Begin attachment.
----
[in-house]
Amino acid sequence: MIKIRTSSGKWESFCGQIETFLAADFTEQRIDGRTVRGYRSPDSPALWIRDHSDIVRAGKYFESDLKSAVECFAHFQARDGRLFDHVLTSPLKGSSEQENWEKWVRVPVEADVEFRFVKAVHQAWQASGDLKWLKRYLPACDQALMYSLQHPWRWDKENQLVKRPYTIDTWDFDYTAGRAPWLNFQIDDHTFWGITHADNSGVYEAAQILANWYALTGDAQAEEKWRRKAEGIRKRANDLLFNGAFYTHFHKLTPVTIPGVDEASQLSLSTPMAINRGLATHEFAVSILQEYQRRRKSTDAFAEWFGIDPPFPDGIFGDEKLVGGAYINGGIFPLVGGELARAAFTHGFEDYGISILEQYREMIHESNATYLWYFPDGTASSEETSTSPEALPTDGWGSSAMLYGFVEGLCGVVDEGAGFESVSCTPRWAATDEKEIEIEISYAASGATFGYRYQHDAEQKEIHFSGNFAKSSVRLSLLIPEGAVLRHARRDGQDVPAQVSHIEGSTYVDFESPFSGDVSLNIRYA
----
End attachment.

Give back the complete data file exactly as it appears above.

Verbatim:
[in-house]
Amino acid sequence: MIKIRTSSGKWESFCGQIETFLAADFTEQRIDGRTVRGYRSPDSPALWIRDHSDIVRAGKYFESDLKSAVECFAHFQARDGRLFDHVLTSPLKGSSEQENWEKWVRVPVEADVEFRFVKAVHQAWQASGDLKWLKRYLPACDQALMYSLQHPWRWDKENQLVKRPYTIDTWDFDYTAGRAPWLNFQIDDHTFWGITHADNSGVYEAAQILANWYALTGDAQAEEKWRRKAEGIRKRANDLLFNGAFYTHFHKLTPVTIPGVDEASQLSLSTPMAINRGLATHEFAVSILQEYQRRRKSTDAFAEWFGIDPPFPDGIFGDEKLVGGAYINGGIFPLVGGELARAAFTHGFEDYGISILEQYREMIHESNATYLWYFPDGTASSEETSTSPEALPTDGWGSSAMLYGFVEGLCGVVDEGAGFESVSCTPRWAATDEKEIEIEISYAASGATFGYRYQHDAEQKEIHFSGNFAKSSVRLSLLIPEGAVLRHARRDGQDVPAQVSHIEGSTYVDFESPFSGDVSLNIRYA